Floro Villabrille 1992 Weapons Instructor of the Year

Floro Villabrille 1992 Weapons Instructor
Black Belt Magazine 1992

Floro Villabrille was probably the guy who coined the old phrase “Sticks and stones will break my bones, but names will never hurt me.”

After all, who knew more about breaking bones with sticks and having his own bones broken by them than Villabrille, founder of the Villabrille system of kali?

The venerable stick-fighting master fought hundreds of full-contact weapons matches during his lifetime, many of which did not end until one fighter was left incapacitated or dead. Villabrille reportedly never lost one of these so-called “death matches,” although the beatings took a terrible toll on his body. As it turned out, there was only one opponent Villabrille could not defeat his own advancing age.   The legendary Filipino stylist died March 8, 1992, of complications caused by a minor stroke. He was 79. Like the determined fighter he was, Villabrille had earlier fought off several heart attacks and a 1975 stroke that left him paralyzed on his left side.

It is the kali great’s many victories and his many astonishing accomplishments that his followers will remember most. He was said to have superhuman strength and could not only punch nails through two-by-fours with his bare fists, but could then pull the nail out with his hands. “One time he took a rusty nail it had no point and he smashed it right into solid wood,” recalls Frank Mamalias, one of Villabrille’s former training partners. “He told the audience; ‘I have $100 for anyone who can pull that nail out.’ No one succeeded, so he held the board, took his hand, and pulled the nail out with no hesitation. It sounded like a .38 going off!”

Another time, Villabrille challenged a man to peel a coconut with his bare hands. The man tried desperately to make inroads in the leather-like covering surrounding the actual coconut shell, but to no avail.  Villabrille took the coconut and in no time had pried the outer portion apart with his bare hands.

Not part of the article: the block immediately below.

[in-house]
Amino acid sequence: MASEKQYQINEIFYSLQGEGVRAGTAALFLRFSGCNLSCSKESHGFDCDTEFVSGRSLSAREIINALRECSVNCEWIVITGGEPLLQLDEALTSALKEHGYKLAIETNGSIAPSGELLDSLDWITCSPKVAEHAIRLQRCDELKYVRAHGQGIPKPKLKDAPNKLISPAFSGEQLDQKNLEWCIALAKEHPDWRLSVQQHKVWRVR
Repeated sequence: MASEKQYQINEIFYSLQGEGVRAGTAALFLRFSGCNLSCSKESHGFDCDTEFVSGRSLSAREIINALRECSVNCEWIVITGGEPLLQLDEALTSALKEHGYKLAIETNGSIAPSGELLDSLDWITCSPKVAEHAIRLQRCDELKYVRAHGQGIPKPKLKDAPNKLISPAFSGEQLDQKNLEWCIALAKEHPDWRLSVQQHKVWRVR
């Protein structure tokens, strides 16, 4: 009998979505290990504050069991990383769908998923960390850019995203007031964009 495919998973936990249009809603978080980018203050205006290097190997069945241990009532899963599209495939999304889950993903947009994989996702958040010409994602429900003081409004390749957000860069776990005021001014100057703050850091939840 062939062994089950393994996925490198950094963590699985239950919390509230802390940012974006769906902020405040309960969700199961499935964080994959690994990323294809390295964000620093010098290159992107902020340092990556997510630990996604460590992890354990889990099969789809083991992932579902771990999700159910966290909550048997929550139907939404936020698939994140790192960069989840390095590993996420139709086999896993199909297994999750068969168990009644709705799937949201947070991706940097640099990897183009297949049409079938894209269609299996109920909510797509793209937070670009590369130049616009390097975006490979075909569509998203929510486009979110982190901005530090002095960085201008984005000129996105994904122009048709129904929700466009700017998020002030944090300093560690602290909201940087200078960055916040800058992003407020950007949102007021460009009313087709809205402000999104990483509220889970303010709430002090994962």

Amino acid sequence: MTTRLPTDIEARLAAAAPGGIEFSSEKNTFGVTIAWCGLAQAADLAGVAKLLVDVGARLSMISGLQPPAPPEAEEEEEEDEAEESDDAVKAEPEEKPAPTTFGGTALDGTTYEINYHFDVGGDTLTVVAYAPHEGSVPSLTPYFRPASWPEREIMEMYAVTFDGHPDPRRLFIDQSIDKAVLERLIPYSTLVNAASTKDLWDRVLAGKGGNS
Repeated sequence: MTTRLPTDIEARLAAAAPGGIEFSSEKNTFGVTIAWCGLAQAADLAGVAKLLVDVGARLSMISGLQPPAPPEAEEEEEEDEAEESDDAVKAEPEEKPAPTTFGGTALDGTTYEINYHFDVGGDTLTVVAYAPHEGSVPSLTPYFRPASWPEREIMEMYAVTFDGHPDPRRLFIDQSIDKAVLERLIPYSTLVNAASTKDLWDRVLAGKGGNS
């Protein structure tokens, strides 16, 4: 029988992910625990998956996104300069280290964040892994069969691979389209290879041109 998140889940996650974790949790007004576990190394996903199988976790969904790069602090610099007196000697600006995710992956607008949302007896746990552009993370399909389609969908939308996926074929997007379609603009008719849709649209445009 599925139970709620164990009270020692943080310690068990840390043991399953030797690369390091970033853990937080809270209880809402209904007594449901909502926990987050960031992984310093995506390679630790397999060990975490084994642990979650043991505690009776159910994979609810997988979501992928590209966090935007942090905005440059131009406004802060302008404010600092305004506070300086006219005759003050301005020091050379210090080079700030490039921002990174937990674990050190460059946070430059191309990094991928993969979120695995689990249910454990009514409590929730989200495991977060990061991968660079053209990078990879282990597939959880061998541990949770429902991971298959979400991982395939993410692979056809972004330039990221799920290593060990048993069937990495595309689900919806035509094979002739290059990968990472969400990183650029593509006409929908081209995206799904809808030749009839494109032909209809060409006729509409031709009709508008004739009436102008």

Villabrille began his training in the Filipino arts at age 14. His favorite instructor was said to be a blind princess named Josephina, who lived in a small village on the island of Samar.  Although she could not see, she was somehow able to block his stick and blade blows during training, Villabrille claimed.

Villabrille fought one of his memorable bouts at age 18, taking on a Moro stick fighter. There were no rules, nor body armor, and the two traded vicious blows for five rounds before Villabrille finally persevered and subdued his determined opponent. For weeks afterward, Villabrille was unable to lift his arms over his head due to the blows he had absorbed while at-tempting to block the Moro’s stick strikes.   If they had been fighting with bladed weapons, Villabrille admitted he would have been killed.

In his book The Filipino Martial Arts, noted Filipino fighting arts expert Dan Inosanto includes a quote from Villabrille about how he trained for these full-contact matches: “Before a fight, I go to mountains alone. I pretend my enemy is there. I imagine being attacked, and in my imagi-nation I fight for real. I keep this up until my mind is ready for the kill. I can’t lose. When I enter the ring, nobody can beat me; I already know that man is beaten.”

Inosanto is just one of many great martial artists who was influenced by Villabrille. Others include Mamalias, Eduardo Pedoy, Snookie Sanchez, Raymond Tabosa, Ciriaco Canete, and Ben Largusa, Villabrille’s top student, who brought kali to the U.S. mainland 19 years ago.

In honor of this great man, and great martial artist, Black Belt posthumously names Floro Villabrille its 1992 Weapons Instructor of the Year.

Copyright © 1992, Blackbelt Communications, Inc. ALL RIGHTS RESERVED.
1992 Weapons Instructor: Floro Villabrille